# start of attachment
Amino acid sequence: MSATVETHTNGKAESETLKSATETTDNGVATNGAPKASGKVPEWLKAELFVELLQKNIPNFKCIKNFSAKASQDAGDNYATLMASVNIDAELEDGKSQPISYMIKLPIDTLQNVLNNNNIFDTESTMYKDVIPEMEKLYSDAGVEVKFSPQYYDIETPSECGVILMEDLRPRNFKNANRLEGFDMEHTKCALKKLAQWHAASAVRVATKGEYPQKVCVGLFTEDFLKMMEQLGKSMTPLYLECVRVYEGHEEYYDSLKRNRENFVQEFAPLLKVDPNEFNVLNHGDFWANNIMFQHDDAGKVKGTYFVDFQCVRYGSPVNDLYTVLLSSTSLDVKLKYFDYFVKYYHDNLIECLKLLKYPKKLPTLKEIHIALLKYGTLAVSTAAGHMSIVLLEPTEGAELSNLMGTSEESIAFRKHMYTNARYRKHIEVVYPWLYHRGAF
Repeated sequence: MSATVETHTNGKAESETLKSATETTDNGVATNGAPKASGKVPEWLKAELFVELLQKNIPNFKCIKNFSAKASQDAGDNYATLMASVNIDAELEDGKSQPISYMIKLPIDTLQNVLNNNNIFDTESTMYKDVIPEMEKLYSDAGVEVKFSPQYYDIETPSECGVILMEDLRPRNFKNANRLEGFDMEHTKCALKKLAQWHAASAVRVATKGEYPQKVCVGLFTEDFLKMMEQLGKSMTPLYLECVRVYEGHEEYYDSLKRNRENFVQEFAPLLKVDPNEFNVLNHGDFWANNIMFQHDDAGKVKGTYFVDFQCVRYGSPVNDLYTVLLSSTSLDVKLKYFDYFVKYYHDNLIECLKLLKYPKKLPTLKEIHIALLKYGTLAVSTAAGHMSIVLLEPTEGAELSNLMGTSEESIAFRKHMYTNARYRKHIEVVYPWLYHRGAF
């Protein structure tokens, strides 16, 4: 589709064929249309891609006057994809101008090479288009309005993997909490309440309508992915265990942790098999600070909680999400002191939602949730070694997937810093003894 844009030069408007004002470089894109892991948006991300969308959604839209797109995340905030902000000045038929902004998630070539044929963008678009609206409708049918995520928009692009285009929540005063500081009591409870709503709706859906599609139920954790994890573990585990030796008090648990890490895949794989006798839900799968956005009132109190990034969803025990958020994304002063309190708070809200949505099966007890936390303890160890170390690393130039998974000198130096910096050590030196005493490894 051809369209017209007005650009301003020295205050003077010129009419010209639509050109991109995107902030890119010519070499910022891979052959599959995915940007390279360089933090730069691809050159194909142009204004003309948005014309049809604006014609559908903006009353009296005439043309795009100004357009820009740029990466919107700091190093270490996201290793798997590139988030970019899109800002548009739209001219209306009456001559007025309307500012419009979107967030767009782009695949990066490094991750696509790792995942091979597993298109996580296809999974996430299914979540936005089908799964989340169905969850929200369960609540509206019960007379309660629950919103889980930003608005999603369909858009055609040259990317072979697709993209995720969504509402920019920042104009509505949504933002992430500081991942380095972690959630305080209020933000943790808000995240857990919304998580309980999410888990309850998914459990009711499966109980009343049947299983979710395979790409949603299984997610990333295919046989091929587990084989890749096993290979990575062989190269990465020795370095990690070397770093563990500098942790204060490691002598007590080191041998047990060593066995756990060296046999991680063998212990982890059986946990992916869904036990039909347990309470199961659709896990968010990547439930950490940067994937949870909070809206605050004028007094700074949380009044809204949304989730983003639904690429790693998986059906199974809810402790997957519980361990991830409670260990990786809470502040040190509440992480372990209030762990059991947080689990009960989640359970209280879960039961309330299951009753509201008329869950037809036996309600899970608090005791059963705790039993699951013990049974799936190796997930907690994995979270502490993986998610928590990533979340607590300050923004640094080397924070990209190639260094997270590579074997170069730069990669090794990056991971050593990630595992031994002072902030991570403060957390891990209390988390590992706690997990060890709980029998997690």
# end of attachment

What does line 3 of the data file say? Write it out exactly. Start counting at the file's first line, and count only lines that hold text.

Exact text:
């Protein structure tokens, strides 16, 4: 589709064929249309891609006057994809101008090479288009309005993997909490309440309508992915265990942790098999600070909680999400002191939602949730070694997937810093003894 844009030069408007004002470089894109892991948006991300969308959604839209797109995340905030902000000045038929902004998630070539044929963008678009609206409708049918995520928009692009285009929540005063500081009591409870709503709706859906599609139920954790994890573990585990030796008090648990890490895949794989006798839900799968956005009132109190990034969803025990958020994304002063309190708070809200949505099966007890936390303890160890170390690393130039998974000198130096910096050590030196005493490894 051809369209017209007005650009301003020295205050003077010129009419010209639509050109991109995107902030890119010519070499910022891979052959599959995915940007390279360089933090730069691809050159194909142009204004003309948005014309049809604006014609559908903006009353009296005439043309795009100004357009820009740029990466919107700091190093270490996201290793798997590139988030970019899109800002548009739209001219209306009456001559007025309307500012419009979107967030767009782009695949990066490094991750696509790792995942091979597993298109996580296809999974996430299914979540936005089908799964989340169905969850929200369960609540509206019960007379309660629950919103889980930003608005999603369909858009055609040259990317072979697709993209995720969504509402920019920042104009509505949504933002992430500081991942380095972690959630305080209020933000943790808000995240857990919304998580309980999410888990309850998914459990009711499966109980009343049947299983979710395979790409949603299984997610990333295919046989091929587990084989890749096993290979990575062989190269990465020795370095990690070397770093563990500098942790204060490691002598007590080191041998047990060593066995756990060296046999991680063998212990982890059986946990992916869904036990039909347990309470199961659709896990968010990547439930950490940067994937949870909070809206605050004028007094700074949380009044809204949304989730983003639904690429790693998986059906199974809810402790997957519980361990991830409670260990990786809470502040040190509440992480372990209030762990059991947080689990009960989640359970209280879960039961309330299951009753509201008329869950037809036996309600899970608090005791059963705790039993699951013990049974799936190796997930907690994995979270502490993986998610928590990533979340607590300050923004640094080397924070990209190639260094997270590579074997170069730069990669090794990056991971050593990630595992031994002072902030991570403060957390891990209390988390590992706690997990060890709980029998997690």